Six steps to building your estate plan

By  Christopher D. Burns, Catholic Register Special
  • October 31, 2019

When most people think about estate planning, they usually think about their Will. But a valid Will is just one part of an overall estate plan — especially if an estate is particularly large or complex. 

You can follow these six steps to ensure you address all aspects of your estate plan: 

1. Maintain a current inventory of your assets. Having a comprehensive list of your assets and liabilities can greatly expedite the transfer of your wealth. By knowing where everything is, your executors will find it is easier to distribute your estate when the time comes. 

Often, the deceased’s assets can be located in various places, such as banks accounts, safety deposit boxes and in their homes. A prepared summary of all the assets can ensure all the assets and liabilities, and their locations, are identified. The summary can also identify the asset’s ownership structure (e.g. sole or joint ownership) and any beneficiary designations applicable to the assets. 

2. Define your objectives. Once you know what you have in terms of assets, your next consideration is deciding what to do with it. You will have a range of issues to consider, such as deciding on your beneficiaries and whether you want to give to charity. 

A few points to consider: Do you require primary or secondary beneficiaries? The distribution of an estate can be an emotional experience. You may want to consider discussing your estate plan with the beneficiaries to ensure your intentions are understood and state how long you intend to provide support to your immediate family.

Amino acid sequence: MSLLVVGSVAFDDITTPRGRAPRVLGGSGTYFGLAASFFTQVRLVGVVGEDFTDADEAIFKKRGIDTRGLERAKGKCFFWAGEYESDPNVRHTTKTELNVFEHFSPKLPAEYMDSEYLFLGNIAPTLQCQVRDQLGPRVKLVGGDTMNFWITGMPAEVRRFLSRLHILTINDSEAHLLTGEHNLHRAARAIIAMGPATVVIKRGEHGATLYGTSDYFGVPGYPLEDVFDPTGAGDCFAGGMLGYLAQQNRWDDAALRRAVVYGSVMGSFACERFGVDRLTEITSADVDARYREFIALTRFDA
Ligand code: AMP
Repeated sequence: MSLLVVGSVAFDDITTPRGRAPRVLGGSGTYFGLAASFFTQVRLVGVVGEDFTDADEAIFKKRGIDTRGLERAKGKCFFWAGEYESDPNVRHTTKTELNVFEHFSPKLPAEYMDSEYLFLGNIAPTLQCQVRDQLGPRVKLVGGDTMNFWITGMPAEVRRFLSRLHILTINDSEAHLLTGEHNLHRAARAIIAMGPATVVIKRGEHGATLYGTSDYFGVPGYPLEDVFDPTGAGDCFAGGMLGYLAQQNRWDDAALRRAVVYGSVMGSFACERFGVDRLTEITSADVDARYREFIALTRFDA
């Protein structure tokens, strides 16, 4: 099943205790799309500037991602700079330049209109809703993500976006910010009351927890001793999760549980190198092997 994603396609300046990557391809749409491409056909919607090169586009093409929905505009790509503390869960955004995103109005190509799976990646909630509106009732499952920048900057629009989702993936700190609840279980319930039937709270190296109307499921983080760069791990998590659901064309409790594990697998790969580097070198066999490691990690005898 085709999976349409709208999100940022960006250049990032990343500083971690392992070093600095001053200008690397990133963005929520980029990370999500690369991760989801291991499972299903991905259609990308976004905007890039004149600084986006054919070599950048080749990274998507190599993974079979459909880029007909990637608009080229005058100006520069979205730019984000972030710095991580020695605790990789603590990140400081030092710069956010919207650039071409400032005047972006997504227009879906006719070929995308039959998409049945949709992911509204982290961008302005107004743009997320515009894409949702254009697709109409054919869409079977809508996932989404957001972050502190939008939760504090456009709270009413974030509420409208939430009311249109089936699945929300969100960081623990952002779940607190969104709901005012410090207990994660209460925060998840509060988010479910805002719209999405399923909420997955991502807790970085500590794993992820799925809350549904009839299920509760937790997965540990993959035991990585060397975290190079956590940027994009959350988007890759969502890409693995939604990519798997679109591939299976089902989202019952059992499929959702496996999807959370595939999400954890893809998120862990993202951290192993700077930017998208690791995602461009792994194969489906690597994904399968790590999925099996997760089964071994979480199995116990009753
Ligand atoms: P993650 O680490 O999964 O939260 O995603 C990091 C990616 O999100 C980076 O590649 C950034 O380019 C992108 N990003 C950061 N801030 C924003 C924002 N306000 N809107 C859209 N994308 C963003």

3. Evaluate your objectives. Once you know what you want to accomplish with your estate assets, the next step is to determine the feasibility of your goals based on financial situation. You will need to consider factors including inflation, tax liabilities, as well as provincial or territorial succession and family law legislation. 

4. Identify the actions you need to take, such as updating your Will or changing legal ownership of assets. 

Many potential issues can be easily resolved with a well-constructed Will. Other elements of your plan could include changes in the legal ownership of assets, a full review of beneficiary designations for your registered plans and life insurance policies, the purchase of additional insurance to address estate-preservation objectives and possibly the gifting of assets prior to death. 

5. Consult with the appropriate professional advisors to ensure your plan is properly implemented. Depending on your situation, you may need to consult with several professionals, including an accountant, lawyer or legal advisor, notary, financial planner, trust officer and Investment Advisor. 

Select advisors with expertise in estate planning. If you need heart surgery, you wouldn’t visit your family doctor, you would seek out a heart specialist. The same can be said for estate planning. 

6. Review your plan. Changes in both your personal situation and legislation may require changes to your overall estate plan. You should regularly review your plan to ensure it continues to meet your objectives. 

Always be vigilant and know that your estate plan may need to change. Periodic revisions will ensure it continues to meet your objectives. 

(Christopher D. Burns FCSI, FMA, CIM, BSc, BA, is Associate Portfolio Manager and Wealth Advisor with RBC Dominion Securities Inc. and a member of CIPF. He can be reached at 416-289-4150 or 1-888-440-7680. This article is for information purposes only. Consult a professional advisor before taking any action based on this article.)

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